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The Hardships of Growing Up

  • Date Submitted: 01/27/2010 11:21 PM
  • Flesch-Kincaid Score: 62.3 
  • Words: 1563
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One of the most difficult transitions a person must experience in his or her life is the transition from childhood to adulthood. For many adolescents, the responsibilities adulthood entails often overshadow the vast carefree, innocent wonderland that is childhood. On the other hand, many teens find the adult world intriguing, with its many opportunities and freedoms. Yet, these young adults are often disappointed finding the trials associated with \"growing up\" confusing. Although they are full of potential, teens are repeatedly overlooked by adults because of their lack of experience. Both The Catcher in the Rye and The Apprenticeship of Duddy Kravitz centre on youth who are distressed by the various hardships of growing up.

The fundamental theme of The Catcher in the Rye is the pain of growing up. Throughout the book, readers get a chance to see the world through the eyes of a troubled teenager, Holden Caulfield. According to his view, there is no worse fate than to grow up. To a boy like Holden Caulfield, childhood is a paradise that should last forever. Holden feels it is his duty to preserve the innocence of children, by acting as a “Catcher in the Rye.” “What I have to do, I have to catch everybody if they start to go over the cliff— I mean if they’re running and they don’t look where they’re going I have to come out from somewhere and catch them. That’s all I’d do all day. I’d just be the catcher in the rye and all.” [p.173] Even more so, he hopes the world will stay static. The dioramas in the Museum of Natural History that Caulfield is fond of, exemplify this, by being perfectly still and unchanging. Holden Caulfield believes that by allowing children to stay in a state of purity, he can prevent children from facing the phony world of adults.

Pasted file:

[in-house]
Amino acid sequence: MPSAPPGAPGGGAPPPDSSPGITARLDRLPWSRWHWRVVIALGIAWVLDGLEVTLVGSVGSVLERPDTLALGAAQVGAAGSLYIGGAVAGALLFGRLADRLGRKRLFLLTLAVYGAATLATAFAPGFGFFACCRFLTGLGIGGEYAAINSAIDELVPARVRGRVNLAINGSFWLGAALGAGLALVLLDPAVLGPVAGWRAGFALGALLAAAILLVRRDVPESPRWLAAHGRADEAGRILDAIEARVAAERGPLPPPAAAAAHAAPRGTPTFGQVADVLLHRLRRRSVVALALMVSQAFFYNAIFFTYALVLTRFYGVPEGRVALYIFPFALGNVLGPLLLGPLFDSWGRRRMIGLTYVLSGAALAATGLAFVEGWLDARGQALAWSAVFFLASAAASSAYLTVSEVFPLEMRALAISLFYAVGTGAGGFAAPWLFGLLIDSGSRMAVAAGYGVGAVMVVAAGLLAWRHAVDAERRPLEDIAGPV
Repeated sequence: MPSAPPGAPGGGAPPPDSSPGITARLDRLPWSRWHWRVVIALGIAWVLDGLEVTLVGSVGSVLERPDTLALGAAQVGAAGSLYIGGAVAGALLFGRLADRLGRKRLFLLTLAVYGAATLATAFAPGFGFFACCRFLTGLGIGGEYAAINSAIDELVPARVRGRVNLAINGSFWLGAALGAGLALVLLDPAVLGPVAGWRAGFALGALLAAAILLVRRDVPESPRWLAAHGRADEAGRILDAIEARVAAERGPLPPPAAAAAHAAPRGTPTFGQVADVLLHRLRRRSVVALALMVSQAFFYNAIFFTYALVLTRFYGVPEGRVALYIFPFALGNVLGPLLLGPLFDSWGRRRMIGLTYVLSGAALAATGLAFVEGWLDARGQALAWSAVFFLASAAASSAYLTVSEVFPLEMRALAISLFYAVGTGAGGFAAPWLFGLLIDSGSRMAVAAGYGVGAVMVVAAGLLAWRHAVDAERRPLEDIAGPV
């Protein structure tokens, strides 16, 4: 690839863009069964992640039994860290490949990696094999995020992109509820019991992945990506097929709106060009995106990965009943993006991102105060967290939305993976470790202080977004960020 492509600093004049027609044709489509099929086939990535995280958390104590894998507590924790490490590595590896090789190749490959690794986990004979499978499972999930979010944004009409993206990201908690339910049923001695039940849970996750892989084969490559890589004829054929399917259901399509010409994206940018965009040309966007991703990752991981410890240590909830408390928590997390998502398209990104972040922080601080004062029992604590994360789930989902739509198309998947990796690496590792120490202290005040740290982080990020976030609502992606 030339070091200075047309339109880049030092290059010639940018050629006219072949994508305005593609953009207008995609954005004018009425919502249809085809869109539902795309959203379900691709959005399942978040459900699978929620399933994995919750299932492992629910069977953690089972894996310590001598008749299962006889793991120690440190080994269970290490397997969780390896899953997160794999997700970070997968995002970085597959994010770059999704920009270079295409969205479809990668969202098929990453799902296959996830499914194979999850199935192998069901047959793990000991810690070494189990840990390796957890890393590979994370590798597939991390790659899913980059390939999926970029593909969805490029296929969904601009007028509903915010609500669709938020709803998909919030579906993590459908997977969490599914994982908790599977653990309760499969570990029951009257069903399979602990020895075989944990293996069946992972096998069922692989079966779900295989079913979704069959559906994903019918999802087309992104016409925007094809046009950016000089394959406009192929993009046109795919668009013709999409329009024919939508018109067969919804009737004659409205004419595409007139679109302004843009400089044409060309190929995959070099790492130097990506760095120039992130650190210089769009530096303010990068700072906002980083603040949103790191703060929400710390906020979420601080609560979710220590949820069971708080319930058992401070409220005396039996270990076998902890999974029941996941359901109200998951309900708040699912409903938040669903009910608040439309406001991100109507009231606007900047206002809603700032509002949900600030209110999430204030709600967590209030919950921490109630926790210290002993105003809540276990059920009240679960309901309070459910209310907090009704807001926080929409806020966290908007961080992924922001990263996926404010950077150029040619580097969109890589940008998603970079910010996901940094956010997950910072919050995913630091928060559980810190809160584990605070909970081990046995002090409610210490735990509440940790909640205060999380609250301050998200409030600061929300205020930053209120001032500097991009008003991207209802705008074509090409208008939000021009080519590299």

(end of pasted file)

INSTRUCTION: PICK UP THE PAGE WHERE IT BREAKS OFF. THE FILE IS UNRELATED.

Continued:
Phoniness, according to Holden, is the grown-ups’ biggest failure; it is this that Holden tries to shield kids from. In Holden’s opinion, adults only act based on what others impose on them and not on...

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